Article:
Coming full circle

One nice thing about coming back to work in the same area where I grew up is that I already know a lot about the area. For the most part, I know what things are around here, where they are and how to get there. In my time working here, I’ve also figured out who to talk to in order to get things done. That part comes to fruition Thursday when I go back to my high school to present at Career Day.

I did Career Day when I was there. The basic idea is that you get a sheet with different careers, pick three that you’re interested, and if all goes well, you’re placed into short info sessions with people in those fields where they tell you about what they do and how they got there. I probably did it junior year since learning about this stuff senior year seems a little too late, but regardless it’s a good way for students to learn about different careers.

I remember sitting through sessions with a local radio DJ and thinking that people look way different than they sound, a photographer and thinking I am so not coordinated enough to do that, and a reporter from the paper I now work at. If I remember correctly, she might have even been covering the town I now cover, which is kinda cool. I picked her brain a little at the reception after the session, and even though I couldn’t do an internship (college students only, unpaid plus class credit), she helped give me a better idea of what I was getting myself into.

She moved on before I came here so I wasn’t able to be all “Hey, good job on that presentation five (six? seven?) years ago because here I am.” I’m also not expecting any of the poor saps that have to listen to me babble about student media and my measly 7 months on the job to come back and work here in another five (six? seven?) years. But it’d be pretty cool.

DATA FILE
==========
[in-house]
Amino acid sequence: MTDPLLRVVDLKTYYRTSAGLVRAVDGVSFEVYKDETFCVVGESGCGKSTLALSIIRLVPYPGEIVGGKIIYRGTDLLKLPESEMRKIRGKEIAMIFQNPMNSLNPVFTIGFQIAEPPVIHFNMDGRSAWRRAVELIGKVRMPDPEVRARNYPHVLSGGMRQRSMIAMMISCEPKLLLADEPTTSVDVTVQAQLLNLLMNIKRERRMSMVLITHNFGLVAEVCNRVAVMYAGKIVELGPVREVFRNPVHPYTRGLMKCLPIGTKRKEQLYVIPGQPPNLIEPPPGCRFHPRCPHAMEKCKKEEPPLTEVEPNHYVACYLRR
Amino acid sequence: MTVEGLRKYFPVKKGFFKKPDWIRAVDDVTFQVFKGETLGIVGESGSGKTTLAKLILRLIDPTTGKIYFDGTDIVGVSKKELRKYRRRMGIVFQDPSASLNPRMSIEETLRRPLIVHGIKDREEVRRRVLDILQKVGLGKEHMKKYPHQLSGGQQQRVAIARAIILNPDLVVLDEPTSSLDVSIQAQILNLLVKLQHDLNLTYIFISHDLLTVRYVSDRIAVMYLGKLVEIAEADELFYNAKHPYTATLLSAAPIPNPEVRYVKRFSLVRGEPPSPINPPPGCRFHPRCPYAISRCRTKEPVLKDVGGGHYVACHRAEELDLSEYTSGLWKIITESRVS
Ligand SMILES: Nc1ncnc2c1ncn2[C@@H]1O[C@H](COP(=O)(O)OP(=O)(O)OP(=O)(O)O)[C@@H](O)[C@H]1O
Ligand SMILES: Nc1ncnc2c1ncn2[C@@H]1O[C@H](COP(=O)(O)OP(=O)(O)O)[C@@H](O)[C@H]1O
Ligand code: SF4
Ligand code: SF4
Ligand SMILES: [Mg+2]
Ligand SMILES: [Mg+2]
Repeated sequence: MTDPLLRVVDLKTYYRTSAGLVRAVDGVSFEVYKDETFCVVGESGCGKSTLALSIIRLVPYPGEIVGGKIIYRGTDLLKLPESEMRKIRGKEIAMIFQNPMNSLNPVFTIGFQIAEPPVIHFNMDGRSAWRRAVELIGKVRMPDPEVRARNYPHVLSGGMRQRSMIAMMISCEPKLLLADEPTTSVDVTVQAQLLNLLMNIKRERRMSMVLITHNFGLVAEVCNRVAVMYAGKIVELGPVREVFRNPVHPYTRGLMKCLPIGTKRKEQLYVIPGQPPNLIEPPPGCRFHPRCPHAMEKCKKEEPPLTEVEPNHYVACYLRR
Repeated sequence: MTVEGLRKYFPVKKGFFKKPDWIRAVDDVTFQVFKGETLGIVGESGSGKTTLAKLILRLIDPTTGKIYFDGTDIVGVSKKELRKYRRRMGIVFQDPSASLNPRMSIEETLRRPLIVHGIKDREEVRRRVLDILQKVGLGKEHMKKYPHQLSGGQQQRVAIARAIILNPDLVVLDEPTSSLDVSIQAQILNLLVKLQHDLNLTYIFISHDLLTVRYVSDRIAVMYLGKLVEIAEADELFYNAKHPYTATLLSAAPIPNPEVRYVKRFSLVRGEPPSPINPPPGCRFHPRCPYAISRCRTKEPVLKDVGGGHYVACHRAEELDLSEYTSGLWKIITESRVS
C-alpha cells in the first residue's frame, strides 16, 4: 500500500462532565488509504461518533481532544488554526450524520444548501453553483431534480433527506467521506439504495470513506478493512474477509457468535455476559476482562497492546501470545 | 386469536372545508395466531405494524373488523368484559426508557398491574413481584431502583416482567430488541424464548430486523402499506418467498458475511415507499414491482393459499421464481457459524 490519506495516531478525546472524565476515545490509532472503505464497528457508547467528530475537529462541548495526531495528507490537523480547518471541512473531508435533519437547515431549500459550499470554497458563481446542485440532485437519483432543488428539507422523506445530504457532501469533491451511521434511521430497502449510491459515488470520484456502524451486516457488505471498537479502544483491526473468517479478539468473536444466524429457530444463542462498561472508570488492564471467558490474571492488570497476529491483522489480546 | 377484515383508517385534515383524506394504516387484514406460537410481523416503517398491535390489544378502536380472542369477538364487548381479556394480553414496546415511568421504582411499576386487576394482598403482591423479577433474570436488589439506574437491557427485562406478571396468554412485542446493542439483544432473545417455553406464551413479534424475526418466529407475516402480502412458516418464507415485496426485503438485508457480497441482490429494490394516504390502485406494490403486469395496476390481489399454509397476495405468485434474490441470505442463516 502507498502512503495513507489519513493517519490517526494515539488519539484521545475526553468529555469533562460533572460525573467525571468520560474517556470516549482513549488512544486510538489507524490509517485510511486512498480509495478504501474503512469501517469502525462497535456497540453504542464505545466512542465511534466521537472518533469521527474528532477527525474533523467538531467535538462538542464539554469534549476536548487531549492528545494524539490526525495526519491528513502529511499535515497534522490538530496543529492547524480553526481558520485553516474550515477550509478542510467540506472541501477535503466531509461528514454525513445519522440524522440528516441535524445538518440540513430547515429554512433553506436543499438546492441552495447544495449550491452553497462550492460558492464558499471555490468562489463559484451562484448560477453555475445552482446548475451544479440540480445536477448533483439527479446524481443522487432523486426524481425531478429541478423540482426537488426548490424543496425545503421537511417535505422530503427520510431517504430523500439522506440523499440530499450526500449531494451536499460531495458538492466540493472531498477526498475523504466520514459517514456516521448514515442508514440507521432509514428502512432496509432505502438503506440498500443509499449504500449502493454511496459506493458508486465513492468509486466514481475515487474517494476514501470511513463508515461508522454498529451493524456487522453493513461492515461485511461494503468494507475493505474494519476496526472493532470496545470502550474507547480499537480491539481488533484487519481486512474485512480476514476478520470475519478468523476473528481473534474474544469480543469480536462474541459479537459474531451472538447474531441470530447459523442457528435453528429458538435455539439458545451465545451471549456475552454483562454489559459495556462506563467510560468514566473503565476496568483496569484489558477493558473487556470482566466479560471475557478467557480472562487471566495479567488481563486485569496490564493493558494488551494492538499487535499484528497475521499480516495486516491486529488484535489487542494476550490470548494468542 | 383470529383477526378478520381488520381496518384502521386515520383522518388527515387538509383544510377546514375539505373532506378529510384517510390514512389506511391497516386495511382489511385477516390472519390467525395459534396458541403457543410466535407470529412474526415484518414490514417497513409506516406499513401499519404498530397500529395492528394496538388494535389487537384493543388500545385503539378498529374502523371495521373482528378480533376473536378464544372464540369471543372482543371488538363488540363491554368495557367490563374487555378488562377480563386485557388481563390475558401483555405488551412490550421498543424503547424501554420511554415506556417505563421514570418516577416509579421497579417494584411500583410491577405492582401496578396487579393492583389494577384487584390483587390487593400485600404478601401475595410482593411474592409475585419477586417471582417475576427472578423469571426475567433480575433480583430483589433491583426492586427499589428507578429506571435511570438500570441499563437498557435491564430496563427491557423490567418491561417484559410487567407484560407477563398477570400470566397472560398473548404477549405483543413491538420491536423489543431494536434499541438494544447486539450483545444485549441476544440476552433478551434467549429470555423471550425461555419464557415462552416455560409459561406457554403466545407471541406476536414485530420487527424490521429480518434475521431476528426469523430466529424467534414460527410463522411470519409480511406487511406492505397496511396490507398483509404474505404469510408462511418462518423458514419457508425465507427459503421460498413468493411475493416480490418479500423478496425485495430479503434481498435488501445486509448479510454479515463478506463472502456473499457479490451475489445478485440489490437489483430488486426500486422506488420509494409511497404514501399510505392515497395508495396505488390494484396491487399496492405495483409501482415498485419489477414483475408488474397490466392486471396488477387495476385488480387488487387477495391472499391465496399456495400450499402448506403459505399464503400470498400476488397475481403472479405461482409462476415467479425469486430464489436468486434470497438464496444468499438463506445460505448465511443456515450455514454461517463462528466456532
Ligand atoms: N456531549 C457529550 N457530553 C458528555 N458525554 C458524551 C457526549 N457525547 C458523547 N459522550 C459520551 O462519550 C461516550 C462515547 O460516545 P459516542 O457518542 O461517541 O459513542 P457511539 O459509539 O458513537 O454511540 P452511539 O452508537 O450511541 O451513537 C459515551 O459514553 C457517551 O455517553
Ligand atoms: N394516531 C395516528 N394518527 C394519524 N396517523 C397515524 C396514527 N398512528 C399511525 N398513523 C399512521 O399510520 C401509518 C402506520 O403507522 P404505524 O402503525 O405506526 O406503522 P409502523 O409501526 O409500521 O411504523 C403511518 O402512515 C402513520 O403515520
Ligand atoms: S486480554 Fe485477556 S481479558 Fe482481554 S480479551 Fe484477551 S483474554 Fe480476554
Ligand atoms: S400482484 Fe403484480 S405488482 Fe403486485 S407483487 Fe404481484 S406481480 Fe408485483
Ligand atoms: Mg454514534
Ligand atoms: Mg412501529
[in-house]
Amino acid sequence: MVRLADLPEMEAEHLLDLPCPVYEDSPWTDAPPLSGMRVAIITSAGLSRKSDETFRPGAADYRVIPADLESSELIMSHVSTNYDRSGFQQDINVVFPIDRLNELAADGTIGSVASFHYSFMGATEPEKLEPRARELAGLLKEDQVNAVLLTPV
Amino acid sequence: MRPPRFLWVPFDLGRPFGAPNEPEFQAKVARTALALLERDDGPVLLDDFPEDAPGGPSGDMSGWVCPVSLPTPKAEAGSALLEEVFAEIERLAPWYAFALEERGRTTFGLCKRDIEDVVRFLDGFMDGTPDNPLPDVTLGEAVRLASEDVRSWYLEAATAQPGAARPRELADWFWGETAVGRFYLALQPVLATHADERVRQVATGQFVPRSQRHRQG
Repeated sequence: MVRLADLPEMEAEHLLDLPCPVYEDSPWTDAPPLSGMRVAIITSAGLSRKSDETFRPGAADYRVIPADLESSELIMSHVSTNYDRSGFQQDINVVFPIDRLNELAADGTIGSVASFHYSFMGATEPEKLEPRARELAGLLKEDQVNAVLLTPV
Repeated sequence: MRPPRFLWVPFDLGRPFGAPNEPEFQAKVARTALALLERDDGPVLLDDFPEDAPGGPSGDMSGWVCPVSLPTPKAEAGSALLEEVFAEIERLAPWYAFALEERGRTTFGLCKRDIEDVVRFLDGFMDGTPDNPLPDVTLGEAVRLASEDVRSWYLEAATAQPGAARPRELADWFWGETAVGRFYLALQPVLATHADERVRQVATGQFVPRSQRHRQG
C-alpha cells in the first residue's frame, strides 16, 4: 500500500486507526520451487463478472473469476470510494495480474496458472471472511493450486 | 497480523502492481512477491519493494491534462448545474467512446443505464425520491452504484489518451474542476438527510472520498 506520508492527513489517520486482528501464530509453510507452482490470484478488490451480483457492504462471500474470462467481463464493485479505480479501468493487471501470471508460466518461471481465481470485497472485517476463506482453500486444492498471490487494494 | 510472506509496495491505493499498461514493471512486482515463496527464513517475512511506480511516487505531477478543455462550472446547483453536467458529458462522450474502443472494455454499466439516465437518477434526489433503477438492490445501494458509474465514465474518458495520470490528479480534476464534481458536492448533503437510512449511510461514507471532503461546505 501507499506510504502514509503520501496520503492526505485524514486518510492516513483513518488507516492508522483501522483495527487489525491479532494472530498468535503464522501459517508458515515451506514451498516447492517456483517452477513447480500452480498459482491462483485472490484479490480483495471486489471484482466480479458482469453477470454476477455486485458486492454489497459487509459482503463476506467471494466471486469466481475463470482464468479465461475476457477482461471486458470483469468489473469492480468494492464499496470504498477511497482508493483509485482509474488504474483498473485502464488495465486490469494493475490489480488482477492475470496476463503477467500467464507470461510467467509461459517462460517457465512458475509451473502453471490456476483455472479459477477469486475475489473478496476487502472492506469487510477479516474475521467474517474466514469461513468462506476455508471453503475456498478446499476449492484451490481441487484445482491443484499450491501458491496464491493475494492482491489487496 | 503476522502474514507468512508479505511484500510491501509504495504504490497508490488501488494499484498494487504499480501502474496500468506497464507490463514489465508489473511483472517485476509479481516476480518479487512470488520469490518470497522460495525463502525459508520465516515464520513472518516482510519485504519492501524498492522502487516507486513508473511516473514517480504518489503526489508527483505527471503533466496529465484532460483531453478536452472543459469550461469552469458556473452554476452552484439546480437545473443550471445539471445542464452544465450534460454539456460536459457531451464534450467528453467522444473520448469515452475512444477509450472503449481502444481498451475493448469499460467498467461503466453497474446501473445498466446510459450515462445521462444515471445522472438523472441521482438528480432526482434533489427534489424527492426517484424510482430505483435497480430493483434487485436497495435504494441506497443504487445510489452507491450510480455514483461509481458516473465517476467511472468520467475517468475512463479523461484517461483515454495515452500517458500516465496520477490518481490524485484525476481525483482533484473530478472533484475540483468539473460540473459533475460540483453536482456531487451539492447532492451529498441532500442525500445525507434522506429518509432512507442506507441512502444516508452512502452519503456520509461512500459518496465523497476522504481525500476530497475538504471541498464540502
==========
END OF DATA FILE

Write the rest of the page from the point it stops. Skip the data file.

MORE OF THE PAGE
In terms of the presentation itself, I don’t have a whole lot of professional stuff to talk about since I’ve only been here since the end of August, but I think I have a decent run-down. I have four years of college student media experience, which is critical for getting a job after graduation, and I have a pretty good idea of what it takes to get from college to career since I experienced it more recently than almost everyone in the newsroom. As someone who knows how much it sucks to talk to someone who gives two-word answers, I like to talk, so hopefully I won’t have an issue filling the 25-minute segments. The only thing will be whether the fact that I look like a high-schooler will work in my favor with the crowd.


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